African American’s 1865 to Present
For over 500 years, people of African descent have shaped the course of American history. From the year 1501 to 1865 a total of 12 United States Presidents were slave owners. The group included George Washington, Thomas Jefferson, James Madison and Andrew Jackson. President Jefferson and Madison both owned slaves but hoped the institution of slavery would one day die away. "A general emancipation of slaves ought to be gradual, equitable & satisfactory to the individuals immediately concerned, and consistent with the existing & durable prejudices of the nation," wrote Madison in 1819, after he had left the White House (Warner, 2005). Other presidents had less compassion for their slaves and ordered them to be whipped and abused. Abraham Lincoln thought that those who spoke of the benefits of slavery should be subjected to the same treatment in an essence to see how it feels. Ulysses S. Grant was the last president to own a slave and finally freed his only slave in 1859. African American people had no rights and were subjected to segregation, discrimination, hatred, isolation, and many forms of abuse. They lacked the freedom and equality that they wanted. However in 1861, they were allowed to fight in the Civil War, but still treated poorly and subjected to segregation and discrimination. In 1863 President Lincoln issues the Emancipation Proclamation, freeing all slaves in states that are in rebellion against the United States. It does not free slaves from states that stayed in the Union. From slavery to the March on Washington and many other events, African Americans have fought for their rights in United States, and have achieved their identity through many historical movements.
Slavery is officially abolished when Congress passes the 13th Amendment to the U.S. Constitution, in January of 1865. Nearly 4 million freed slaves begin to struggle to make a home for themselves as during this period that begins Reconstruction era (Bowles, 2011). Radical Reconstruction was the period after the Civil War from 1865-1867, which involved attempting to reunite the Union northern states and the Confederate southern states. The country was divided on this issue. In the documentary What is Freedom, it is stated that when slavery was abolished, it didn’t appear that way to the blacks who were freed. When Andrew Johnson became President after President Lincoln, he stated this is a “country for white men, and as long as he is president it will remain that way.” He didn’t give blacks any rights and tried to force blacks to go back to work on plantations, and basically force them under the control of the white population.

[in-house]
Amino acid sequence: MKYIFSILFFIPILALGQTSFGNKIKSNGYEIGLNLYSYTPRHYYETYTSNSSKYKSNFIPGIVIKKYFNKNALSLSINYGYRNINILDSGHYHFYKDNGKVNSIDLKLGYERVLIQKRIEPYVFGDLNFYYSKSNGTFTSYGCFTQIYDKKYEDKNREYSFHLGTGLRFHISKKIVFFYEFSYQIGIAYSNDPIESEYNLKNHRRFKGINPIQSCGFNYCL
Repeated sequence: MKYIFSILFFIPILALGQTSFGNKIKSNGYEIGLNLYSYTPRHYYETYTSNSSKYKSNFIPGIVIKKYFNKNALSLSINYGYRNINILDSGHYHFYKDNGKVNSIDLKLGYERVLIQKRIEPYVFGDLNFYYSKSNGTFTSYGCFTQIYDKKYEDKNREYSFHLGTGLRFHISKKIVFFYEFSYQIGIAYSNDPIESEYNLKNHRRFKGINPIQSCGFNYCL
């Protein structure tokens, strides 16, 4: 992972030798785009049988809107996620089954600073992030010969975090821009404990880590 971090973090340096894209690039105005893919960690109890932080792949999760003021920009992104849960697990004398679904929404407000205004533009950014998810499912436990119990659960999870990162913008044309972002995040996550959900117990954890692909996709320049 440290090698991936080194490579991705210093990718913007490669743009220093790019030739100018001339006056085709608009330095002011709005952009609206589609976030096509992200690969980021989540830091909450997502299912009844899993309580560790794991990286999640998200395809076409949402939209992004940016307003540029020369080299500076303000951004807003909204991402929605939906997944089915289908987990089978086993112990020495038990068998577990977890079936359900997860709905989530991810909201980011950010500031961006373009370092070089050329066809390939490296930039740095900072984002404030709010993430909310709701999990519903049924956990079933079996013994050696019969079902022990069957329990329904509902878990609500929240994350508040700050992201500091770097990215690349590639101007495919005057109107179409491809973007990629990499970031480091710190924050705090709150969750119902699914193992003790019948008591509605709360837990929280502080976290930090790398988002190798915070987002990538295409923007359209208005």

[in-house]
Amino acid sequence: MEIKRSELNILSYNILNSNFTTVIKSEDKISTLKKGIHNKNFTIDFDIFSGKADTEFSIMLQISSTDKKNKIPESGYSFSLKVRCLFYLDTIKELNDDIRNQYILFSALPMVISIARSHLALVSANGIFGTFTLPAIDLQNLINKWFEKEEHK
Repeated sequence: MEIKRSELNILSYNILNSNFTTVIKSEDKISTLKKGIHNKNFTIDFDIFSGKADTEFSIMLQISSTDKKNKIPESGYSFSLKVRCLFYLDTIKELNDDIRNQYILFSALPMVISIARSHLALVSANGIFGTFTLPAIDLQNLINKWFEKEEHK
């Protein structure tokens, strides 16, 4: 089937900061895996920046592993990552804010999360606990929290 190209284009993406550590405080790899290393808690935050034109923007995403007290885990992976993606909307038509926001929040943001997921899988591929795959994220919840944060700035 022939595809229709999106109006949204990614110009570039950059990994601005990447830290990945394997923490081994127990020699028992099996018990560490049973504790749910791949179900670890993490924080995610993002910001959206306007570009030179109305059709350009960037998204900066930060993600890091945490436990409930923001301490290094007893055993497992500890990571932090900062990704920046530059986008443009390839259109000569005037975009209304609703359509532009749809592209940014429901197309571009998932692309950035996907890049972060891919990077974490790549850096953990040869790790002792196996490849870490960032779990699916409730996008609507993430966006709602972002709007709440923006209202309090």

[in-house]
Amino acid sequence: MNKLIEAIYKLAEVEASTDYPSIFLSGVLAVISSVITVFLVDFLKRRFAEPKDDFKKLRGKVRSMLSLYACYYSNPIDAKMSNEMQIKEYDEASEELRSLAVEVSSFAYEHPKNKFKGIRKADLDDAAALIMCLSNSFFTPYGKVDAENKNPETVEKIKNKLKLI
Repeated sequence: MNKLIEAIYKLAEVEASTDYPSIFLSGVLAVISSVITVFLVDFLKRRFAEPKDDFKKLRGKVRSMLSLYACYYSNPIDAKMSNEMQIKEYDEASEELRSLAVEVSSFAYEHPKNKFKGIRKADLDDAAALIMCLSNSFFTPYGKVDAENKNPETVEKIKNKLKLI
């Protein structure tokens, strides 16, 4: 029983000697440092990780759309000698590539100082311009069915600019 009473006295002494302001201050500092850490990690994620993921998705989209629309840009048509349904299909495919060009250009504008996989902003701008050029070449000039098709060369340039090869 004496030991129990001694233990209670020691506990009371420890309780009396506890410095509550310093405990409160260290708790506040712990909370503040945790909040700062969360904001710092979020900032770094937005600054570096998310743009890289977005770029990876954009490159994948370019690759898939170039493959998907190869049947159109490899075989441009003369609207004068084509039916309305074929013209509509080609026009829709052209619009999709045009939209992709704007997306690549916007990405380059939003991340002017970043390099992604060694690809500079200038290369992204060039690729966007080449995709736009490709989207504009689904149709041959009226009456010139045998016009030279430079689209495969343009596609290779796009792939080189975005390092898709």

As African American people tried to make a life for themselves their rights and freedoms were still being restricted by politicians and white landowners. The racial hatred and violence only escalated. The Thirteenth Amendment was ratified on December 6, 1865, stating "Neither slavery nor involuntary servitude, except as a punishment for crime whereof the party shall have been duly convicted, shall exist within the United States." This was the Constitutional end of slavery in the United States” bringing the promise of the Emancipation Proclamation into law (Bowles, 2011).
In 1866 the “Black Codes” were passed by all white legislatures in the former Confederate states, limiting African American freedom and fundamentally re-enslaving them. The control of white over black, however, seemed to be restored, as each of the newly elected state legislatures’s enacted statutes severely limiting the freedom and rights of the blacks. The “Black Codes” restricted the ability of blacks to own land and to work as free laborers and denied them most of the civil and political rights enjoyed by whites. The Supreme Court rulings allowed this to happen by restricting the power of the Fourteenth Amendment by ruling that although the government could not discriminate based on race, privately...
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Bowles, M.D. (2011). American History 1865-Present: End of Isolation. (Ashford University ed.). San Diego, CA: Bridgepoint Education, Inc.
Jones, W.P. (2013). The Forgotten Radical History of the March on Washington. Dissent (00123846), 60(2), 74.
Kunhardt, P., Kunhardt, P., III, and Steiner, N. (Producers). (2002). What is freedom?. [Series Episode] from P. Kinhardt & S. Sheppard (Executive Producers) Freedom: A History of US. United States: PBS. Retrieved from http://digital.films.com/OnDemandEmbed.aspx?
Remembering Rosa.(Rosa Parks). (2013). Scholastic News/Weekly Reader Edition 3, (15). 2.
The Ku-Klux. (1871, April 1). Harper’s Weekly, p. 281. Retrieved from http://education.harpweek.com/KKKHearings/Article23.htm
U.S. Statutes at Large (39th Cong. Sess. I, Ch. 31, p. 27-30)
Vincent, C. (2011). The Colfax Massacre: The Untold Story of Black Power, White Terror.
Warner, G. A. (2005). Presidential slave owners and a slavery timeline. Orange County Register, The (Santa Ana, CA).
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